Radio on the TV: Pandora comes to Chromecast
Chromecast is Google’s $35 little HDMI dongle that allows users to stream content directly from the Internet over their Wi-Fi network. It’s pretty good! But it has an unfortunate dearth of official third-party apps that would make it a true living room conqueror. As of Thursday morning, though, the little dongle can boast at least one more streaming feather in its hat: Pandora.
The Internet radio giant announced in a blog post that it was bringing one-touch streaming to Chromecast. Users will be able to “cast” Pandora directly to the TV using their smartphone or tablet as the remote control, which will provide core Pandora functionality such as Play, Pause, Thumb-up or –down, and Skip.
Pandora says the Chromecast cast function is available as of today for listeners who downloaded version 5.0 of the Pandora app. Chromecast integration will work with all Android phones and tablets as well as iPhones (support for iPads will be “coming soon”).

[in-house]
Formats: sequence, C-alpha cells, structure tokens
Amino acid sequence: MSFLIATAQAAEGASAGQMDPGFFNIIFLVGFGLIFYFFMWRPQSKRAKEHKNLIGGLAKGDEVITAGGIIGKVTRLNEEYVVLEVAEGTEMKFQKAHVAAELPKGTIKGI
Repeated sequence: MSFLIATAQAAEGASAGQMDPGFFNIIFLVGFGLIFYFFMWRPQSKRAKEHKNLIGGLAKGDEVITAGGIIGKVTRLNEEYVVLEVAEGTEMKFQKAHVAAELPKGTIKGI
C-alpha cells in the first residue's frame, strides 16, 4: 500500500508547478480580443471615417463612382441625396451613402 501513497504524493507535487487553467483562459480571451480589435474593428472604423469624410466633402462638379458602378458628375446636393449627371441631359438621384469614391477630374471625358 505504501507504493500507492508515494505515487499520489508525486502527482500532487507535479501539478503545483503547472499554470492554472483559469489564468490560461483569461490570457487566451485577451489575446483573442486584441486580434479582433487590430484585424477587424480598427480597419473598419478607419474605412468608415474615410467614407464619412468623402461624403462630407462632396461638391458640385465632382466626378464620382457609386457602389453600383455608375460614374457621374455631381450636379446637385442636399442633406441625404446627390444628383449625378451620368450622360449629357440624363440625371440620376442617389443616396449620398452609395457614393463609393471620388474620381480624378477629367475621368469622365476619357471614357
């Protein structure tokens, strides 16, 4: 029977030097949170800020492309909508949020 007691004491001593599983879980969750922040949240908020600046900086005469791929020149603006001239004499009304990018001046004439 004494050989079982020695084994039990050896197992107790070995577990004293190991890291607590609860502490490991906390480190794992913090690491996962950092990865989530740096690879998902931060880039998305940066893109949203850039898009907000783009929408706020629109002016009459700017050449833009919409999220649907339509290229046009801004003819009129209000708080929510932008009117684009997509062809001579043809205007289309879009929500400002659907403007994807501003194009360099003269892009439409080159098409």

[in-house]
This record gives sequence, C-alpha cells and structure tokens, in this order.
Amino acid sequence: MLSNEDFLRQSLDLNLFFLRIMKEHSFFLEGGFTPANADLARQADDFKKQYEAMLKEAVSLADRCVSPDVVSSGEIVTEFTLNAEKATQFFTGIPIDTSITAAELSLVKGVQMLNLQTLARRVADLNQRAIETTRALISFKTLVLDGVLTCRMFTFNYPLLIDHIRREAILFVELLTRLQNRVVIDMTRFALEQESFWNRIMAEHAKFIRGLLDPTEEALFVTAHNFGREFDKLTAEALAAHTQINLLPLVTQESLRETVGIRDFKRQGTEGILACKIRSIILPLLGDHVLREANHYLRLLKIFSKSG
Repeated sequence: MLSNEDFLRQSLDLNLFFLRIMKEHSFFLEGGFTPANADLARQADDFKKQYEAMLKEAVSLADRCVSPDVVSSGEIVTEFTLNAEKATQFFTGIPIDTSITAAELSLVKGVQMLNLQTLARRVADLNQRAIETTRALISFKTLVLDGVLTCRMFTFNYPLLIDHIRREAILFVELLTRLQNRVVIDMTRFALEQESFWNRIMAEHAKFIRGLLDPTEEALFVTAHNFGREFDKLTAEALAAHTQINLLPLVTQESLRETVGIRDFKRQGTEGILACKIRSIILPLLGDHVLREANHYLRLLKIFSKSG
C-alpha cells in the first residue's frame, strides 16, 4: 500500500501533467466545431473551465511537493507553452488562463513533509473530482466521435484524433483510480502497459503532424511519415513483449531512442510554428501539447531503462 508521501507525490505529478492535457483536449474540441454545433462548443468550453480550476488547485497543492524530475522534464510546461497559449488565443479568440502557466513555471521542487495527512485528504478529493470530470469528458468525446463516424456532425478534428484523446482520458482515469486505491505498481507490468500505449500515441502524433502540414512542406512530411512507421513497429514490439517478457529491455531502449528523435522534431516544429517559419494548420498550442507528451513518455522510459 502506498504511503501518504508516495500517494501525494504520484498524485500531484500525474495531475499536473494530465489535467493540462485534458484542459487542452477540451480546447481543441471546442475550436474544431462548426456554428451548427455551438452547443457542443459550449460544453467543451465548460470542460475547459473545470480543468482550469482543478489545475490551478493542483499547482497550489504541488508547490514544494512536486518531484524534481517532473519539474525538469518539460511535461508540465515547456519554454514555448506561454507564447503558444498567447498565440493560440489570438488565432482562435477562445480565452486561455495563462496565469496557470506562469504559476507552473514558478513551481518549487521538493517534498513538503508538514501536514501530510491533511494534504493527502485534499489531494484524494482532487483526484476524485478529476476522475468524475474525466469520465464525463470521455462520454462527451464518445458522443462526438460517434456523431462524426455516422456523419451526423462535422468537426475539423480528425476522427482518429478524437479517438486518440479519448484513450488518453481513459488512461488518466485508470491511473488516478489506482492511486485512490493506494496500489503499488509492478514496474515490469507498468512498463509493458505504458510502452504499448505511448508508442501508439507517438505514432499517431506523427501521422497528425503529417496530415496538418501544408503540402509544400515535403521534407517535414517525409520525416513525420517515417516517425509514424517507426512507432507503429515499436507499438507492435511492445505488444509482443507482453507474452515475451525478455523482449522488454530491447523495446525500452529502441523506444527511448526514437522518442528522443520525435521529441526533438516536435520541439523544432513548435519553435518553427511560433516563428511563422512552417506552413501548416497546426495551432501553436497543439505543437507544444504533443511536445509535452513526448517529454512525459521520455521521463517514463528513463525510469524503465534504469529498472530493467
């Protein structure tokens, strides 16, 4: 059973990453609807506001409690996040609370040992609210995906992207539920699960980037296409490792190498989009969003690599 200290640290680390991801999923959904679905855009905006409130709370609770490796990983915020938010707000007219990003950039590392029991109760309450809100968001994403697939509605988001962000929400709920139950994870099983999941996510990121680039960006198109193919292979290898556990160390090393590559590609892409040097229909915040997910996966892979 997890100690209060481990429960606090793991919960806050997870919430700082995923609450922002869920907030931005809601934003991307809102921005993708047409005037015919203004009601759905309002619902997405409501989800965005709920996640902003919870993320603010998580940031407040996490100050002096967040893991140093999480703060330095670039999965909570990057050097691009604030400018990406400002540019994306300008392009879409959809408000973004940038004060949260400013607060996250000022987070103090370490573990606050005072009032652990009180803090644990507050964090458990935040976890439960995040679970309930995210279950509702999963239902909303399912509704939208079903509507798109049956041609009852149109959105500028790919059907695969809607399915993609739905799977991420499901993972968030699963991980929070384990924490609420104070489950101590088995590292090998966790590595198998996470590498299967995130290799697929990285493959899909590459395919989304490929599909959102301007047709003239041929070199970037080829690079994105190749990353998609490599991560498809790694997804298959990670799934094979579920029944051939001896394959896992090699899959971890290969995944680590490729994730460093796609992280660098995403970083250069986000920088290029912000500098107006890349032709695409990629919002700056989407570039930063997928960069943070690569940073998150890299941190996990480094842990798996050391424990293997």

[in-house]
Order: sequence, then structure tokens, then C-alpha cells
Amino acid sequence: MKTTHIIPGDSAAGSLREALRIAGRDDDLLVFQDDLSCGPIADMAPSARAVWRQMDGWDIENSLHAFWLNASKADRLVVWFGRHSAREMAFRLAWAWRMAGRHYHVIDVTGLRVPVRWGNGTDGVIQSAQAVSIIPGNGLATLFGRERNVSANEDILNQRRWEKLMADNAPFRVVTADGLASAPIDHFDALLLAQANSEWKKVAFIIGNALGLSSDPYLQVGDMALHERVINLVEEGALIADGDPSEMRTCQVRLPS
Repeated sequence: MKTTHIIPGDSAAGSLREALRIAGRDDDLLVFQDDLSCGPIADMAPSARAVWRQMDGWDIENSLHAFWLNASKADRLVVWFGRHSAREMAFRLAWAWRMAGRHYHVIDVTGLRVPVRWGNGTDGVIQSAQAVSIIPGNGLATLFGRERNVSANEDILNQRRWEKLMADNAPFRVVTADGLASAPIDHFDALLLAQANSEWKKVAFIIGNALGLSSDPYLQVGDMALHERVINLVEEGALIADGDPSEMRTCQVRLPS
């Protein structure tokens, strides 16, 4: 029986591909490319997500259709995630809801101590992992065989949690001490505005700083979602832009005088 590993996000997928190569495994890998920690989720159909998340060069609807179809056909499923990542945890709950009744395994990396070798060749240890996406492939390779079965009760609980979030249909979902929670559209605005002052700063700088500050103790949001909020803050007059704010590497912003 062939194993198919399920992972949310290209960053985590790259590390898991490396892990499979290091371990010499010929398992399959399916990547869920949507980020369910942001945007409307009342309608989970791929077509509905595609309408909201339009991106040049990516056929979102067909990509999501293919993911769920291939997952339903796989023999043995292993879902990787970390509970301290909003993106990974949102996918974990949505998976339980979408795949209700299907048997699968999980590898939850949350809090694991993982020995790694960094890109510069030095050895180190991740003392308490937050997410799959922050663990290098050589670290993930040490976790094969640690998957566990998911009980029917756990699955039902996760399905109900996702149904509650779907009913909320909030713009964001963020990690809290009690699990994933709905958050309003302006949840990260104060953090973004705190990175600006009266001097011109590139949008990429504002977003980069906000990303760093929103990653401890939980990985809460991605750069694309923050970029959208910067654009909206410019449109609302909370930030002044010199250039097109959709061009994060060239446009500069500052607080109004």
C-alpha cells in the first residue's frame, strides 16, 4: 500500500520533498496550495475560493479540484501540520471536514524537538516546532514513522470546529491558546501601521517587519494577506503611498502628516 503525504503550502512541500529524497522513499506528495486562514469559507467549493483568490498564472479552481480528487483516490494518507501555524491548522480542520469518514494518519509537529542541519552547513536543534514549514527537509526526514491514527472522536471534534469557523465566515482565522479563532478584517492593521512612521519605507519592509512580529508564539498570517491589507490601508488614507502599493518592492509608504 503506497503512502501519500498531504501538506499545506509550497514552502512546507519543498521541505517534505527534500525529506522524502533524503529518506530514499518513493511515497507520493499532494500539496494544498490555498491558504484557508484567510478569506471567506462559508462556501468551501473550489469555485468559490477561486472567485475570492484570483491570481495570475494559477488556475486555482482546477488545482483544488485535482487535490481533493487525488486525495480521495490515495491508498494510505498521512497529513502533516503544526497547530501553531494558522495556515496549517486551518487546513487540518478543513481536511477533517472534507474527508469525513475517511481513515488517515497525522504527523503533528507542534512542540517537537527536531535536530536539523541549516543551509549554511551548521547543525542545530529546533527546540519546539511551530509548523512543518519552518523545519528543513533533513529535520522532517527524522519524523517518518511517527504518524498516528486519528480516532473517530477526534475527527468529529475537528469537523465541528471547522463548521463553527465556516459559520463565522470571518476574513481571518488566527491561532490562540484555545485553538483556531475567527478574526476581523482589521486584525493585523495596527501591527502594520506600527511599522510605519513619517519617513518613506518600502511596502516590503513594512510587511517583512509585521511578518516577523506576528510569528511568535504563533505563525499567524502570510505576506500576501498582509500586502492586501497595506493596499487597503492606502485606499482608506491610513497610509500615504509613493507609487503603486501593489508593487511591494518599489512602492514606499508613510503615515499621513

A necessary step in the right direction
While Chromecast has been selling like magical wish-granting pancakes, the service is in a desperate need of more third-party apps. In addition to Pandora and a plethora of Google properties, Chromecasters now have access to Netflix, Hulu Plus, and reportedly HBO Go is coming soon. It’s a good start, but still short of what is availalbe on many other set-top devices.
While Chromecast users are able to access just about anything available on the Web via the browser function, it doesn’t work as seamlessly as the official apps. This lack of streaming apps is the only thing keeping Chromecast from being a serious low-cost threat to the Rokus, TiVos, and Apple TVs of the world.
Unless the service can wrangle in more third-party partners—and as Google appears to be tweaking Android to be a smart TV OS in some form—Chromecast may be destined to be little more than a curious little side note of technology.
While it's not for everyone, Chromecast is a cheap and effective way to make any TV smart. Read the full review
- Fast and easy phone- or tablet-based navigation
- Automatic TV controls are a brilliant touch
- Unbeatable price at $35 (frequently available for less on sale)
- Unusable without a phone, tablet, or PC
- No universal search or on-screen menu system
- Chrome tab mirroring still doesn't work that well